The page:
Digital video disc (DVD) technology is by no means new, but that doesn’t mean we know everything about the way that these devices store our movies and data. New insights into the way this mature technology works has come from North Carolina State University researchers using the MR-CAT beamline 10-ID at the U.S. Department of Energy’s Advanced Photon Source. Their findings may lead to advances in data storage as well as within the computer industry as a whole.
DVD-RAMs—or readable/writable DVDs—are composed of an alloy that contains three elements: germanium, antimony and tellurium. This alloy is commonly used in data storage technologies due to its ability to change phases from a crystalline to a non-crystalline state. The phase changes are what allow the DVD-RAM to take and hold data. While scientists were familiar with the basic properties of the alloy, they didn’t know how it worked on a microscopic level: why one particular ratio of elements worked better than others.
The North Carolina State University researchers used the extended x-ray absorption fine structure (EXAFS) technique to examine the alloy at the microscopic level. EXAFS is a type of x-ray spectroscopy that allows scientists to determine specifically which atoms are present in a particular material and where they are located in relation to each other. By then applying bond constraint theory to the data, the researchers were able to calculate the optimum ratio of elements within the material.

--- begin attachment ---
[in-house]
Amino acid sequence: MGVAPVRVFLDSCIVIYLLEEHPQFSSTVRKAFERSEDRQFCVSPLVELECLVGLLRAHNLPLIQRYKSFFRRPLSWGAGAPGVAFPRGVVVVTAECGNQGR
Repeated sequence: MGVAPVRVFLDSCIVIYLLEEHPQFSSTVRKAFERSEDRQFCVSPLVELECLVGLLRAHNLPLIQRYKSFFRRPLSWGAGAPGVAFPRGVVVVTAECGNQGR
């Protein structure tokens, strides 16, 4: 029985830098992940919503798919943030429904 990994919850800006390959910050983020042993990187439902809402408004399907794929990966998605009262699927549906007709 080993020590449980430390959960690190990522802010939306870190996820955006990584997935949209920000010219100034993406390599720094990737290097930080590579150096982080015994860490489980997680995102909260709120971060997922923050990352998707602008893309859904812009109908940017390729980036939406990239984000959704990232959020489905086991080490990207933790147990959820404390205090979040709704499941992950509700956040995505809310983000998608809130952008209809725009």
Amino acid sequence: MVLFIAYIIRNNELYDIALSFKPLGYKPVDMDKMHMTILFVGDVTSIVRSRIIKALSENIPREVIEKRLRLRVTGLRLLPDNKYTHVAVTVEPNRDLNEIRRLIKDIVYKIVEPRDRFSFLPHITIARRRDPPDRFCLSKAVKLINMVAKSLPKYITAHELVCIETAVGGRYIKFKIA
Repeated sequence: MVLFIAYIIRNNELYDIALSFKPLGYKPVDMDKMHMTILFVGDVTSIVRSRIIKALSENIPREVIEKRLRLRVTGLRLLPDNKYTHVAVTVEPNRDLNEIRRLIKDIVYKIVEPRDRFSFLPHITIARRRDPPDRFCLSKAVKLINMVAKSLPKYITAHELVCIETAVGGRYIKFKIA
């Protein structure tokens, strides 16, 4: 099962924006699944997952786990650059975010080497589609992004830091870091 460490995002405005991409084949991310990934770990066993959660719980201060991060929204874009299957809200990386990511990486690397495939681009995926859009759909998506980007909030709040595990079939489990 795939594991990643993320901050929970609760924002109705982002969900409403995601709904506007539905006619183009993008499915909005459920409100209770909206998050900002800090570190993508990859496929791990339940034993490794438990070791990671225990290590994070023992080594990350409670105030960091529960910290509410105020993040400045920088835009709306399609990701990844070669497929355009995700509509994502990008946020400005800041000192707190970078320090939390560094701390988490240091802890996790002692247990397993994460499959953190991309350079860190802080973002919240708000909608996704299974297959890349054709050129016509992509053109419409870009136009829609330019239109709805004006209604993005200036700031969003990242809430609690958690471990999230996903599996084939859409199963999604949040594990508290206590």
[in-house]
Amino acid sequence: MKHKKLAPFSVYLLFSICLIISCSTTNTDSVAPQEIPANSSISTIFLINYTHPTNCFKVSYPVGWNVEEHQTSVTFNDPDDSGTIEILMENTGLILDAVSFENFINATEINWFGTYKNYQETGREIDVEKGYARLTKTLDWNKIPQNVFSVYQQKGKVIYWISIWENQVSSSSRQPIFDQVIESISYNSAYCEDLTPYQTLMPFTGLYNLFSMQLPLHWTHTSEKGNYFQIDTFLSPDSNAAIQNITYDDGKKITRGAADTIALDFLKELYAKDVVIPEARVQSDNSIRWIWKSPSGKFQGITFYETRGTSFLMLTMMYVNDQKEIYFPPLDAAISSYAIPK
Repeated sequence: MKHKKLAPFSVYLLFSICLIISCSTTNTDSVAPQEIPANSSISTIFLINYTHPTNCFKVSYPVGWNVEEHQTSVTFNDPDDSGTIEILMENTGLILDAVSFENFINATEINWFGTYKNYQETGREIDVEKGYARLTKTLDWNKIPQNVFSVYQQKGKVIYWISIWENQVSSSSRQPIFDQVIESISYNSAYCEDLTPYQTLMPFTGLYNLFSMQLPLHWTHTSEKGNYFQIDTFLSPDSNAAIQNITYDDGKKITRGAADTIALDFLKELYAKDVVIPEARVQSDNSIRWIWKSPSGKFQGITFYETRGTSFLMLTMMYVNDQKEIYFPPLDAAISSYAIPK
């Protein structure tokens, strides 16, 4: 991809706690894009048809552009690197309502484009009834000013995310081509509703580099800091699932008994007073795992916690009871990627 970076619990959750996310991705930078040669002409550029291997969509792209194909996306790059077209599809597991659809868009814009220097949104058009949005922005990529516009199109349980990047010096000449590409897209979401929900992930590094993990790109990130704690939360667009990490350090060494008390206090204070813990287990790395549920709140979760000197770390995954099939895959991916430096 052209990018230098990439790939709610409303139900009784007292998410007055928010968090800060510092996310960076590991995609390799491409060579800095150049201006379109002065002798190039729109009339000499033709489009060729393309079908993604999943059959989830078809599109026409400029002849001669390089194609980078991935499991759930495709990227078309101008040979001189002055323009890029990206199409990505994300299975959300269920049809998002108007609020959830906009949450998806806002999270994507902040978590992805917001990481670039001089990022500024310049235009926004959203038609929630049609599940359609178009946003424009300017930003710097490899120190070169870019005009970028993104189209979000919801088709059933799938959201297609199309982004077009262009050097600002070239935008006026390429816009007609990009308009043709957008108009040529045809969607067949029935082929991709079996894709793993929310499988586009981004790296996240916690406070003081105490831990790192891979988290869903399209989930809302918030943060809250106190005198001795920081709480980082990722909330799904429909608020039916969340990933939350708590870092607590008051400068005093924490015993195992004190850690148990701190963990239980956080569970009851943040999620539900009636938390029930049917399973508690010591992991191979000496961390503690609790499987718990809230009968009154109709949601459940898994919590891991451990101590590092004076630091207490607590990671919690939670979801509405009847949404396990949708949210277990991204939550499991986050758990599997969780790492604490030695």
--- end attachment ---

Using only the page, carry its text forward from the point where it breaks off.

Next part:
The practical result of the information is the ability to “fine tune” the alloy, which could lead to the development of not only more efficient data storage devices, but also remotely reconfigurable electronics; for example, computers that could be sent into orbit and then reprogrammed as needed without the cost of sending up another spacecraft or satellite.
Contact: Dave Baker (North Carolina State University), firstname.lastname@example.org
See: D. A. Baker, M. A. Paesler, G. Lucovsky, S. C. Agarwal, and P. C. Taylor, "Application of Bond Constraint Theory to the Switchable Optical Memory Material Ge 2Sb 2Te 5,” Phys. Rev. Lett. 96, 255501 (2006). doi:10.1103/PhysRevLett.96.255501
Work supported by the Air Force Research laboratory under Grant No. F29601-03-01-0229, and by the National Science Foundation under Grant No. DMR 0307594. Use of the Advanced Photon Source was supported by the U. S. Department of Energy, Office of Science, Office of Basic Energy Sciences, under Contract No. W-31-109-ENG-38. MR-CAT operations are supported by the Department of Energy and the MR-CAT member institutions.
Argonne National Laboratory is a U.S. Department of Energy laboratory managed by The University of Chicago.